I am a sick person, terminally ill with a non-curable disease: I want to know everything in the world. (I also want to see and travel to everywhere in the world, but that is another ailment to discuss on another day.)

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Fort Sumter, Charleston, South Carolina

Fort Sumter, South Carolina

Fort Sumter, a tiny island fortress in Charleston Harbor, is the site where the Civil War began. The first shots fired in 1861 were by the Confederate army, they blasted Fort Sumter until it surrendered a day-and-a-half later. Over the next four years the fortress was reduced to rubble in battles and was not abandoned until Sherman marched his army through the South on his way to Atlanta in 1865.
Fort Sumter, South Carolina

I’ve read quite a bit about the South and the Civil War, but most of my knowledge is about the war in and around Virginia and Pennsylvania, what I know about the South is mostly gleaned Gone With the Wind. I loved being able to wander around the island, see the massive canon that were used to fire on ships, other islands, and the city of Charleston. I am still amazed at how large those guns are and their range is impressive.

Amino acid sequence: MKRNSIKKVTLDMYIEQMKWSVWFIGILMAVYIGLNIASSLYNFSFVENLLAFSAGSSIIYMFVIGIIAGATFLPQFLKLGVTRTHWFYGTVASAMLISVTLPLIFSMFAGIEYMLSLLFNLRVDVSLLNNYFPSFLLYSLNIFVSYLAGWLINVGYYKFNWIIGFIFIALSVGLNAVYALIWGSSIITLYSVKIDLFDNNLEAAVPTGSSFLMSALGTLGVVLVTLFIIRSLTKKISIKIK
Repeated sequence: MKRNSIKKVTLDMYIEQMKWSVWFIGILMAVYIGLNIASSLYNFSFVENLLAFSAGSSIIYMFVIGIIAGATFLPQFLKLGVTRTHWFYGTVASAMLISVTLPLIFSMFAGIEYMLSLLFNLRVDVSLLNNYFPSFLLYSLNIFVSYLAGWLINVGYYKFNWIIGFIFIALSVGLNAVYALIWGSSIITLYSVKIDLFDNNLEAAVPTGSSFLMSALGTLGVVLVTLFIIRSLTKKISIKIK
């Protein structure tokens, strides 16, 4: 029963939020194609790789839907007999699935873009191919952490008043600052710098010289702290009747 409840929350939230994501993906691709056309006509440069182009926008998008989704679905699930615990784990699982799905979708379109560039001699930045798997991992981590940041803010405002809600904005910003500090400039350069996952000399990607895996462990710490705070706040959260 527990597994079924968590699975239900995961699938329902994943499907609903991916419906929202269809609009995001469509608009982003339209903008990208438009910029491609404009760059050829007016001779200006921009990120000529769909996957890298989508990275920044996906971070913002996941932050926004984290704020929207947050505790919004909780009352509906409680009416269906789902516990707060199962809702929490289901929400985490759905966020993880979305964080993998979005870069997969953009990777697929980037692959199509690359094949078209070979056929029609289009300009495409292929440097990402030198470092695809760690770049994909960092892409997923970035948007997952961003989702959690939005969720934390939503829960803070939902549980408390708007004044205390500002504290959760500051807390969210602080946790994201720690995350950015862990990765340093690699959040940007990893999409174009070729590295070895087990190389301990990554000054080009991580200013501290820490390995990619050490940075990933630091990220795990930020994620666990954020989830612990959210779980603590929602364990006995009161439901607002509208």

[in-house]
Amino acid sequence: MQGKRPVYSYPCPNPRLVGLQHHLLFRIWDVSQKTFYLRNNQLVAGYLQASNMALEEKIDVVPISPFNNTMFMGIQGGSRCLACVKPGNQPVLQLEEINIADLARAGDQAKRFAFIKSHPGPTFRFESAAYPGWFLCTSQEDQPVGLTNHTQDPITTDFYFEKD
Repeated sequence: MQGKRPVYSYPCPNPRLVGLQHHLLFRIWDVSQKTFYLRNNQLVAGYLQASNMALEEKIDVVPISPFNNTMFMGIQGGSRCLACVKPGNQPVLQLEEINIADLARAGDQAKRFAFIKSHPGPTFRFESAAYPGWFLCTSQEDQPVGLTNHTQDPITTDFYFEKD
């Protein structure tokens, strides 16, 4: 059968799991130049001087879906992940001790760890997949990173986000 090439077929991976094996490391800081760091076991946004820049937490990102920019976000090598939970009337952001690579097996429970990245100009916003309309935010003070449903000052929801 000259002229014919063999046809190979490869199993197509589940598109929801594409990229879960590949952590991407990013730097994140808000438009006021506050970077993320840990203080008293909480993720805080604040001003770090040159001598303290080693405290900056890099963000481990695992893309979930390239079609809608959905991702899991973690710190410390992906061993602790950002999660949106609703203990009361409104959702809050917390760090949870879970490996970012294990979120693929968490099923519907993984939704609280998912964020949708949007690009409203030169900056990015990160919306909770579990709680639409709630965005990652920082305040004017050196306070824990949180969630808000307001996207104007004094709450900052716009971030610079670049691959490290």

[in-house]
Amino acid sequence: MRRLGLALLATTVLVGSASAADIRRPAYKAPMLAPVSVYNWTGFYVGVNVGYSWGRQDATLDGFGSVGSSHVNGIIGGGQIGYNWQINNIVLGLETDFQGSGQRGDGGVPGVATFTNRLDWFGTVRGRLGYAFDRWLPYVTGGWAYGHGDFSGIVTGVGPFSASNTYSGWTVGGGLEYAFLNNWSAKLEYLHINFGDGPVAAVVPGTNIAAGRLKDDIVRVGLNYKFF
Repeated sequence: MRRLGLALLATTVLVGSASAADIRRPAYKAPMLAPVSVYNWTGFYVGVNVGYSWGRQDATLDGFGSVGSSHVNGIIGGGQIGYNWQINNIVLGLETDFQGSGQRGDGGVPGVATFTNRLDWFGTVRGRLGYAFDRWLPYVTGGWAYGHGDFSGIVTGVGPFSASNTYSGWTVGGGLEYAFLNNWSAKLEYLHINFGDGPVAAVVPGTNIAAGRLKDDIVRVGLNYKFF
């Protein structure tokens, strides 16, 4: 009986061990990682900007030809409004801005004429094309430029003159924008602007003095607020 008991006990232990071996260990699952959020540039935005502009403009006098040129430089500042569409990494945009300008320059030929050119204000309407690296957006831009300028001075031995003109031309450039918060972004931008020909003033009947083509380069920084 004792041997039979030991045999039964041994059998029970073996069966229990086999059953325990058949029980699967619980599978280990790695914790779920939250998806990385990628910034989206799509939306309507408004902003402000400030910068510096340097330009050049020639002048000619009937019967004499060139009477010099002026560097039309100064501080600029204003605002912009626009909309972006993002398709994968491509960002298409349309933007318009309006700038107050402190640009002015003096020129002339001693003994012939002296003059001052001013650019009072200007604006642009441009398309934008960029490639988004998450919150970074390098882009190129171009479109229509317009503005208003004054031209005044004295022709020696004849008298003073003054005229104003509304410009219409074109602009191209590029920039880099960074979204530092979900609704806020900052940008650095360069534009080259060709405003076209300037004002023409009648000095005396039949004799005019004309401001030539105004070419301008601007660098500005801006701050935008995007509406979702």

Fort Sumter, South Carolina

After Fort Sumter was blown to bits, it was never rebuilt. What remains is the foundations of what used to be a several-stories high building that housed troops and supplies for weeks on end. It makes the broken walls and shattered bricks all the more eerie, imagining hundreds of men living and fighting in layers on top of you.

Fort Sumter, South Carolina

Fort Sumter, South Carolina

My visit at Fort Sumter was fairly short, but as there is very little to see–the whole island is really covered by the ruins of this fort and a small museum–I didn’t mind. A massive rain storm was rolling in and I was more than happy to get back on the ferry and back to (below sea-level) land before that tropical storm hit in full force. If you go, you have to buy your ferry tickets separately and probably in advance, they tend to fill up quickly via online sales, especially in peak tourist seasons.